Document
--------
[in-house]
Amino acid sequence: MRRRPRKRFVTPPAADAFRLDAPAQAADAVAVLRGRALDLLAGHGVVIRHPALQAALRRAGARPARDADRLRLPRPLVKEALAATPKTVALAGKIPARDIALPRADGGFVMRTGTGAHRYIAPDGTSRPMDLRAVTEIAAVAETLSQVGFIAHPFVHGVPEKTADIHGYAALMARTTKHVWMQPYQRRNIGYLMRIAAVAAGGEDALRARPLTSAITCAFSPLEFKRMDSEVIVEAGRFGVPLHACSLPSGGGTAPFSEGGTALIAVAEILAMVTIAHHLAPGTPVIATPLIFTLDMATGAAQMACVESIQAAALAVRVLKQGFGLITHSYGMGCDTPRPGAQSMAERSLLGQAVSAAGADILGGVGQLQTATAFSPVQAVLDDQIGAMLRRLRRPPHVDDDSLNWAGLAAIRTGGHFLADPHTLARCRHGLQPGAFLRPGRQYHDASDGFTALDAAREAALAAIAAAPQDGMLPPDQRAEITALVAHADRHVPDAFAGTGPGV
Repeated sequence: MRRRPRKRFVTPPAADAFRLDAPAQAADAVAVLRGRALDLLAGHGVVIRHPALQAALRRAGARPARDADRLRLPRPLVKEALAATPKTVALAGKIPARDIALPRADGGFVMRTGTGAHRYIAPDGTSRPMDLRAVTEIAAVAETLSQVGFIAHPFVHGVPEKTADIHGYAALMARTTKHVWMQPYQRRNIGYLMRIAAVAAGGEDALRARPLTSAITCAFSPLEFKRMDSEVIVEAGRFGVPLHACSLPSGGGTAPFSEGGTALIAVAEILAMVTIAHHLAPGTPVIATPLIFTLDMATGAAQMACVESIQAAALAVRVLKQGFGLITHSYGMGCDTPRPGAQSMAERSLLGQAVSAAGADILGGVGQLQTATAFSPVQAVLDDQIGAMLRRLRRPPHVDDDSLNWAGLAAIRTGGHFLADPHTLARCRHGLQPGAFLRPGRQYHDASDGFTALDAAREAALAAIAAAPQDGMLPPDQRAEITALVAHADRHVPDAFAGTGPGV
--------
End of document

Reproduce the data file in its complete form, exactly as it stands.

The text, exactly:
[in-house]
Amino acid sequence: MRRRPRKRFVTPPAADAFRLDAPAQAADAVAVLRGRALDLLAGHGVVIRHPALQAALRRAGARPARDADRLRLPRPLVKEALAATPKTVALAGKIPARDIALPRADGGFVMRTGTGAHRYIAPDGTSRPMDLRAVTEIAAVAETLSQVGFIAHPFVHGVPEKTADIHGYAALMARTTKHVWMQPYQRRNIGYLMRIAAVAAGGEDALRARPLTSAITCAFSPLEFKRMDSEVIVEAGRFGVPLHACSLPSGGGTAPFSEGGTALIAVAEILAMVTIAHHLAPGTPVIATPLIFTLDMATGAAQMACVESIQAAALAVRVLKQGFGLITHSYGMGCDTPRPGAQSMAERSLLGQAVSAAGADILGGVGQLQTATAFSPVQAVLDDQIGAMLRRLRRPPHVDDDSLNWAGLAAIRTGGHFLADPHTLARCRHGLQPGAFLRPGRQYHDASDGFTALDAAREAALAAIAAAPQDGMLPPDQRAEITALVAHADRHVPDAFAGTGPGV
Repeated sequence: MRRRPRKRFVTPPAADAFRLDAPAQAADAVAVLRGRALDLLAGHGVVIRHPALQAALRRAGARPARDADRLRLPRPLVKEALAATPKTVALAGKIPARDIALPRADGGFVMRTGTGAHRYIAPDGTSRPMDLRAVTEIAAVAETLSQVGFIAHPFVHGVPEKTADIHGYAALMARTTKHVWMQPYQRRNIGYLMRIAAVAAGGEDALRARPLTSAITCAFSPLEFKRMDSEVIVEAGRFGVPLHACSLPSGGGTAPFSEGGTALIAVAEILAMVTIAHHLAPGTPVIATPLIFTLDMATGAAQMACVESIQAAALAVRVLKQGFGLITHSYGMGCDTPRPGAQSMAERSLLGQAVSAAGADILGGVGQLQTATAFSPVQAVLDDQIGAMLRRLRRPPHVDDDSLNWAGLAAIRTGGHFLADPHTLARCRHGLQPGAFLRPGRQYHDASDGFTALDAAREAALAAIAAAPQDGMLPPDQRAEITALVAHADRHVPDAFAGTGPGV